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Our feline friends


To the editor:

Very beautiful yet often misunderstood, prejudged and unjustly despised animals, cats are (“Wake-up Call,” The Chief, Oct. 20). Yet, one can credit human apathy, and even anti-cat hostility, for stray/feral cat suffering, including starvation.

I grew up around feral cats — a large number of which were tabby — and developed a lifelong appreciation and affection for cats. I've also found that, along with individual people, society collectively can also be quite cruel towards cats, especially the “unwanted,” if not despised, felines.

For example, I read a few years ago that the city neighboring mine — Surrey in British Columbia — had an estimated 36,000 feral cats, very many of which suffer severe malnourishment, debilitating injury and/or infection. And I was informed a couple years ago by Surrey Community Cat Foundation that, if anything, their “numbers would have increased, not decreased, in the last 5 years.”

Yet the municipal government, as well as aware yet uncaring residents, did little or nothing to help with the local nonprofit trap/neuter/release program, regardless of its (and others’) documented success in reducing the needlessly great-suffering. That TNR program is the only charity to which I’ve ever donated, in no small part because of the plentiful human callousness towards the plight of those cats and the countless others elsewhere.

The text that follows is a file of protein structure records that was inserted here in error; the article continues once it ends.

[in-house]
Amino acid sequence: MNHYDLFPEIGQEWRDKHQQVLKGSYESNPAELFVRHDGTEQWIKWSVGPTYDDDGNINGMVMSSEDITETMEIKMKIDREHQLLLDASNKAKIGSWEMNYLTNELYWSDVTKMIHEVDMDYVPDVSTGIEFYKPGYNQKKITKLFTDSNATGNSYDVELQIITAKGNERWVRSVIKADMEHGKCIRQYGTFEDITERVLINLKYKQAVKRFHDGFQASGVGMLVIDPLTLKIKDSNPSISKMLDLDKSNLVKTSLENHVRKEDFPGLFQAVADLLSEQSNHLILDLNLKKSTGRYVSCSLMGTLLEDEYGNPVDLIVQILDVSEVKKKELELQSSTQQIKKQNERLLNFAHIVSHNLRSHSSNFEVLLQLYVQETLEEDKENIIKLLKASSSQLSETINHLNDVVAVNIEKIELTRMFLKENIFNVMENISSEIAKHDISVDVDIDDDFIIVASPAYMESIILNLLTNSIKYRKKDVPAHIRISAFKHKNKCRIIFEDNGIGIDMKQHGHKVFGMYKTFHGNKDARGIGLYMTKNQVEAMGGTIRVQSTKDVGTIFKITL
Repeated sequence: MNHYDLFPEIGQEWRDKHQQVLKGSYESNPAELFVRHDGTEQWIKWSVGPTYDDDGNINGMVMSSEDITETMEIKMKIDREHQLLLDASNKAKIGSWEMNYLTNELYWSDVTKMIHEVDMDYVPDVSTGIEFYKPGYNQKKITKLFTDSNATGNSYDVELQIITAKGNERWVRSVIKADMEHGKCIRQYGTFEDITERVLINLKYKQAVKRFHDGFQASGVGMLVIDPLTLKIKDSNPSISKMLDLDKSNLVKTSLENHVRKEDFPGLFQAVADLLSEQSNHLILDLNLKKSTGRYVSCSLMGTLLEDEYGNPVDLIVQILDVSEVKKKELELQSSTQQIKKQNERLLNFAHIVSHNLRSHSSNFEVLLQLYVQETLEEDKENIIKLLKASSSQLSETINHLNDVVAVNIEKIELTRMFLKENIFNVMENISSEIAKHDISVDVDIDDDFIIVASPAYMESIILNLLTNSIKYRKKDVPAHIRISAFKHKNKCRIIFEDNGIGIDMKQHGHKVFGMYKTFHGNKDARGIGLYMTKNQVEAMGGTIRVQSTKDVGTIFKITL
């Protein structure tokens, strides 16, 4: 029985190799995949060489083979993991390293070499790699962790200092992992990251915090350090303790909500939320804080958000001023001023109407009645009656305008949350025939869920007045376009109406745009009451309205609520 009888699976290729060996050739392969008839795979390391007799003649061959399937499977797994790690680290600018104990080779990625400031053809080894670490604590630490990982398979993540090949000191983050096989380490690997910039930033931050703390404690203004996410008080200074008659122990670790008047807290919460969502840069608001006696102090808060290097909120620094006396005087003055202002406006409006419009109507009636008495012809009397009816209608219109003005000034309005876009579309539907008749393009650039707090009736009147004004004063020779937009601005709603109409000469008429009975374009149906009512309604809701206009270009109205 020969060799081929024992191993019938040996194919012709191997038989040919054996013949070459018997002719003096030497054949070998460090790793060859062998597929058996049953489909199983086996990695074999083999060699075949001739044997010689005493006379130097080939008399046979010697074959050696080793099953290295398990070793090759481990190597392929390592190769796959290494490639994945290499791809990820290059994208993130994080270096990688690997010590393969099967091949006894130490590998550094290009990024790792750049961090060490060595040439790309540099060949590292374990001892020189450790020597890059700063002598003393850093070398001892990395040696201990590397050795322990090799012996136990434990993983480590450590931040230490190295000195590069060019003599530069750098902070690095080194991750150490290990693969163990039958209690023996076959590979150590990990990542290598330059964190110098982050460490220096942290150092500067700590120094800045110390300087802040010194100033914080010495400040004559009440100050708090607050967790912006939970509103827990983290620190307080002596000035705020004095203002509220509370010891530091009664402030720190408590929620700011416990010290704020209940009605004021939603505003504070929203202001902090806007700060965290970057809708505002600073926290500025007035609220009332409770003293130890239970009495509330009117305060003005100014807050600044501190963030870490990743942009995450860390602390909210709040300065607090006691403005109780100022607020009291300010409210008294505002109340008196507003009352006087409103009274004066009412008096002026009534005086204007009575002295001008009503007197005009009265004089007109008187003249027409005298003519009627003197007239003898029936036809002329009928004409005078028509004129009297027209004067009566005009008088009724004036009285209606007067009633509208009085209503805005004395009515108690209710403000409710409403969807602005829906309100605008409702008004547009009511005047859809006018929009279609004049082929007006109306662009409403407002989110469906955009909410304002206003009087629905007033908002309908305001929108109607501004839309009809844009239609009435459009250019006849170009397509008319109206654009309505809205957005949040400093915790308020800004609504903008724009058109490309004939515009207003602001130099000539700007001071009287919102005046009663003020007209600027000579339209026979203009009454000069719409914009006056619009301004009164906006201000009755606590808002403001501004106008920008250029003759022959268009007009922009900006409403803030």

I now realize that only when their over-populations are greatly reduced in number by responsible owners consistently spaying/neutering their felines, might these beautiful animals’ presence be truly appreciated — especially for the symbiotic-like healthy relationships they offer their loving owners — rather than taken for granted or even resented.

Apparently, there is a subconscious yet tragic human-nature propensity to perceive the value of animal life (sometimes even human life in regularly war-torn or overpopulated famine-stricken global regions) in relation to the conditions enjoyed or suffered by that life. With the mindset of feline disposability, it might be: “Oh, there’s a lot more whence they came.” 

Frank Sterle Jr.   

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